So many books. So little time. So many Icelandic words I don't know!

28 March 2009

Á vegamótum (At the crossroads)

I am really quite lucky. I have somehow ended up frequently being at the crossroads of things that happen in the Church in Iceland. I don't know how it has happened over the years.

The newly called young man who will be going to Iceland on his mission in May of this year came by my office again. Remember he is from California. He is coming to the Icelandic class we have on campus two of three days a week that we hold the class. He comes with a friend who is an RM already who served in a Spanish-speaking country. They are trying to catch as much as they can in the class. It's tough since it's a 202 class and the other students are quite a ways along. But it is fun to have them there. Well, when Eric dropped by my office last week, he came with a brother, Dale, his mother, Karen, and the friend he comes to the Icelandic class with, Brandon Cruz. We chatted about Iceland and the great future that is in store for him there.

I then went out to another blog that I am following of a family of Icelanders whose son, Matti, is on a mission just an hour north of me here in Utah. I saw a picture of a former missionary to Iceland who was having dinner with Matti and his companions. The former missionary in this picture is named Greg Larsen who is a dentist in the Salt Lake valley and served in Iceland a few years before me. It was fun to see them together in a picture. Matti's parents, Ólafur and Björg, are in the Reykjavík branch.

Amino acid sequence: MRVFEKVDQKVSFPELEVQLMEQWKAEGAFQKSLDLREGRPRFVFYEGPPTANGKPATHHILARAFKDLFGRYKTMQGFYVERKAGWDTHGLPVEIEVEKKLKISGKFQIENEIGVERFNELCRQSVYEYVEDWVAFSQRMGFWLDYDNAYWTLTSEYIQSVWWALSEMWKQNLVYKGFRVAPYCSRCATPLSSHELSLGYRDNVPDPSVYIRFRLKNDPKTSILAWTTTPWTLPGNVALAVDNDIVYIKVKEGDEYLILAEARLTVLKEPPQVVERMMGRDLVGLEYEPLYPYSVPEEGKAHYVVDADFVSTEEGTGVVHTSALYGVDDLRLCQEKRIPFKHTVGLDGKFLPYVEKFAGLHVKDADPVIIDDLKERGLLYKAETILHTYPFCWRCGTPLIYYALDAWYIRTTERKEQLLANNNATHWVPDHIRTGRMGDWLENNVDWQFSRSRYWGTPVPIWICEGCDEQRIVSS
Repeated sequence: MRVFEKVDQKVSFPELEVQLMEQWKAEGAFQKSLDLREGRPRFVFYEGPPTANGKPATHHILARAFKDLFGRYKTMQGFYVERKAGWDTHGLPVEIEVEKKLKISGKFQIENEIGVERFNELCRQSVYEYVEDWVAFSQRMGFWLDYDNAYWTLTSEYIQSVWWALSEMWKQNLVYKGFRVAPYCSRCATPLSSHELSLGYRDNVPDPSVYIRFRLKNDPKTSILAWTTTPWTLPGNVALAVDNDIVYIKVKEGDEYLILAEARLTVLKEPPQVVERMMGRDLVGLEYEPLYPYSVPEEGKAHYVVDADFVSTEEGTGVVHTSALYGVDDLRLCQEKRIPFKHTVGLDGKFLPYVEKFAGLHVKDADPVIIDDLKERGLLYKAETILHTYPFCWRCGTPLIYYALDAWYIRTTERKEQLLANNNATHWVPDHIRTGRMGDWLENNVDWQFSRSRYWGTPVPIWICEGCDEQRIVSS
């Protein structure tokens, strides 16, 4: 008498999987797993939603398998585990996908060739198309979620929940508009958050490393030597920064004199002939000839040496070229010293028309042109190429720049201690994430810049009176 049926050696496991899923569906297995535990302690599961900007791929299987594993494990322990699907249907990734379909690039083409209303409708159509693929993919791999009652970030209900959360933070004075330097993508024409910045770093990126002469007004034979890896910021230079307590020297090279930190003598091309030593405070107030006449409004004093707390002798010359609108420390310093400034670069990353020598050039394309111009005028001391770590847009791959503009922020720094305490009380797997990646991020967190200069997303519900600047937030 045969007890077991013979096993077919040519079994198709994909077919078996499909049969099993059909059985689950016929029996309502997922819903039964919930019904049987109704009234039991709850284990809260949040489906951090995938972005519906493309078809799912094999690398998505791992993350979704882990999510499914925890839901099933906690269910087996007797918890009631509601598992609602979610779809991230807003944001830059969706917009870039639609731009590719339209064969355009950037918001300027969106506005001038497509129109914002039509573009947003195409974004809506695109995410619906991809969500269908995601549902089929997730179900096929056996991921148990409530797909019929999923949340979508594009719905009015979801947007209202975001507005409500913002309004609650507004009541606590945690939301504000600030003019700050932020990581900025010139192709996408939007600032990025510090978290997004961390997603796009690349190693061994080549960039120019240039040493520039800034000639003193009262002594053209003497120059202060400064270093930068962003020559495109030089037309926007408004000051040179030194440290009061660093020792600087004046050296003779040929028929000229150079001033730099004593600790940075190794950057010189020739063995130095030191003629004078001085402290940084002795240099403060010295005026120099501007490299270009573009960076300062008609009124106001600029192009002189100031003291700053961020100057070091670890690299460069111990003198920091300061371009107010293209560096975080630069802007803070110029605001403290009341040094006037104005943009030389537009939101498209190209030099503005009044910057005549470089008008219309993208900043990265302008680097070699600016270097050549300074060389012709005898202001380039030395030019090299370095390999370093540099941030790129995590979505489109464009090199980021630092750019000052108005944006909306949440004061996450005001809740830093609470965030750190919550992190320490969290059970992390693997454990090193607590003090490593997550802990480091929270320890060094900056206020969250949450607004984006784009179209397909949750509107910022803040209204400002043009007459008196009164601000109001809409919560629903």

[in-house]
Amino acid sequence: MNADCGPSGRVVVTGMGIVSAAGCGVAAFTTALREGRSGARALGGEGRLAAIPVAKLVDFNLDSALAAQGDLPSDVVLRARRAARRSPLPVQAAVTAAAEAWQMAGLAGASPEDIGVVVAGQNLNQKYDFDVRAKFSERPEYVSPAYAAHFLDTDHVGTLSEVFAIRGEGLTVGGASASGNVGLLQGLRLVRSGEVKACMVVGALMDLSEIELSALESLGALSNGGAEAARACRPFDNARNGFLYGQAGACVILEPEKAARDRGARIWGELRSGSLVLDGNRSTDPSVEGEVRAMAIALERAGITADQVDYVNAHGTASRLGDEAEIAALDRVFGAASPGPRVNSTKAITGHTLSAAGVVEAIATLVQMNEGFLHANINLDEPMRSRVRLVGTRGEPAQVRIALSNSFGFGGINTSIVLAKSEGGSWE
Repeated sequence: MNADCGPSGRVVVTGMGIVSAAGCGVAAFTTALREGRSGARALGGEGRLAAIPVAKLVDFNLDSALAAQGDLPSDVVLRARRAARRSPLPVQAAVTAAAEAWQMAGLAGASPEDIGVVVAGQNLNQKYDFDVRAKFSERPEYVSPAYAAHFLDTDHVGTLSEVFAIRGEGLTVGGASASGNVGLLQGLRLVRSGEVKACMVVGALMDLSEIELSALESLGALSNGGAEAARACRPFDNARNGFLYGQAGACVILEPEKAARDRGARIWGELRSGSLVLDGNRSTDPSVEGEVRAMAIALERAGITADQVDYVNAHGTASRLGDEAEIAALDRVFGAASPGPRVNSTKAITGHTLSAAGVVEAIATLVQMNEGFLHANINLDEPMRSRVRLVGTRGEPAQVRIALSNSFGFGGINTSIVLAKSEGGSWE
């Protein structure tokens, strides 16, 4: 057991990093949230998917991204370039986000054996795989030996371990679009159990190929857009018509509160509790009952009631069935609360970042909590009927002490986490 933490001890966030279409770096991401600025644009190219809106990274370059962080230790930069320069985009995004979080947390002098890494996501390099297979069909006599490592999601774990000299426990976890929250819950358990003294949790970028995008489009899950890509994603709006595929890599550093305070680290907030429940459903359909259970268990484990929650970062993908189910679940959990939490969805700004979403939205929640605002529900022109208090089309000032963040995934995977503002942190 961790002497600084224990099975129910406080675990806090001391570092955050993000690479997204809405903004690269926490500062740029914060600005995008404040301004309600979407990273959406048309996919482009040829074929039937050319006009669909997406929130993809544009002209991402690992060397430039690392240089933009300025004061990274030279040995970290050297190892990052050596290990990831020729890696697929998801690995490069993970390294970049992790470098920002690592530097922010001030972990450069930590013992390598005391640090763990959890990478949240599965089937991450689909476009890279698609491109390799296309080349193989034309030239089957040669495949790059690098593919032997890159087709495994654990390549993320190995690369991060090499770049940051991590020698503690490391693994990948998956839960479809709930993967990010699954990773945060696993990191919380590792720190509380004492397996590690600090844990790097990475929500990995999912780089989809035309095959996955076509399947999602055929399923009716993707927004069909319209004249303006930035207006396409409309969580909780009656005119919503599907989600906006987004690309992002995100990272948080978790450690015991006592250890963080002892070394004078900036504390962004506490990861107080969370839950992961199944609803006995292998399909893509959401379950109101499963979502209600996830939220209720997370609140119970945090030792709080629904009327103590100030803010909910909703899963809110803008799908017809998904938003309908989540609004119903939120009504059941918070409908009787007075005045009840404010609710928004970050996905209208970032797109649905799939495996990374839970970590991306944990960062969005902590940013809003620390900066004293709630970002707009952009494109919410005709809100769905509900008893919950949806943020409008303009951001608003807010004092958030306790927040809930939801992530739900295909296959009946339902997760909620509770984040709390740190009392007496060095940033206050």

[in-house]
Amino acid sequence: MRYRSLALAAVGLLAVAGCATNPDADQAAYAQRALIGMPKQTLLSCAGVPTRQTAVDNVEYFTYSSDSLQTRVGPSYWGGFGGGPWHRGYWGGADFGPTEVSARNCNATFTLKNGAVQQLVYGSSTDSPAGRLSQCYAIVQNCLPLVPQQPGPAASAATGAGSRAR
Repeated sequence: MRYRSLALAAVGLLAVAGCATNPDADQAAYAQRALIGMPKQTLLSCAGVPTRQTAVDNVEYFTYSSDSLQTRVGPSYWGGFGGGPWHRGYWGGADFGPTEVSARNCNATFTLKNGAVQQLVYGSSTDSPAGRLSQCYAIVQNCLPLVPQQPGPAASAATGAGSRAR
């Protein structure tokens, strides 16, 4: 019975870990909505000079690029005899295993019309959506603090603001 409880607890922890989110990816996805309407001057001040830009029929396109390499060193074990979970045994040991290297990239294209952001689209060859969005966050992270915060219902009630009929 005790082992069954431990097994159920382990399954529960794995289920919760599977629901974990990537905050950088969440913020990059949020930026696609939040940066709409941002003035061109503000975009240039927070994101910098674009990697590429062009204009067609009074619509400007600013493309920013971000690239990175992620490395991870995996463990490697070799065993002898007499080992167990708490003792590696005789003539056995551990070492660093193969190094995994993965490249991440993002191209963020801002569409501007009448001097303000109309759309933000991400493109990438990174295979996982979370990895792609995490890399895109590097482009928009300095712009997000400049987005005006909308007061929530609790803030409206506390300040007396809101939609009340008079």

Right after seeing Matti's and Greg's picture, I opened up my emails and saw an email from a former missionary named Travis Hoban who I might have mentioned before. Travis is back in town in Provo and we have arranged to have him teach a 211R Icelandic class in the spring at BYU. a 221R class is a conversation class where the students in the class get together and just speak Icelandic on assigned--and sometimes unassigned--topics. Travis has been home for about 9 or 10 years. I am only allowed to teach one class fall and one winter because of my full time responsibilities in the International Admissions Office. So this is perfect for RM's and others who just want a chance to improve their Icelandic speaking abilities in a little more structured setting than they might be getting otherwise. It can be taken for credit or by audit, so perfect for anyone. So get signed up if you are in the area and want to improve your Iceland skills. This last picture is of Travis.

So many great people have taken and are taking part in the work in Iceland. :)

02 March 2009

Undrun! (A surprise!)

Today is Monday. So at five minutes before 4pm I get all my Icelandic books together that I use to teach my Icelandic class at BYU and head over to the classroom. The class is held in the JKB, or the Jesse Knight Building, which used to be the Humanities building until the new Joseph F. Smith building took all the Humanities folks in. When I get to the classroom each day, there is at least one student already there and then the other two wander in. This is the ICLND 202 class and we are having lots of fun this semester putting everything they have learned up to this point into practice. Today we talked a lot about eating at restaurants and what words you would need to know to seem like an Icelandic pro, like "þjónn, ungfrú, flesk, sykur, reikningur, hrísgrjón, smjör" etc. It is a fun class and each of the three is learning a lot and getting better and better.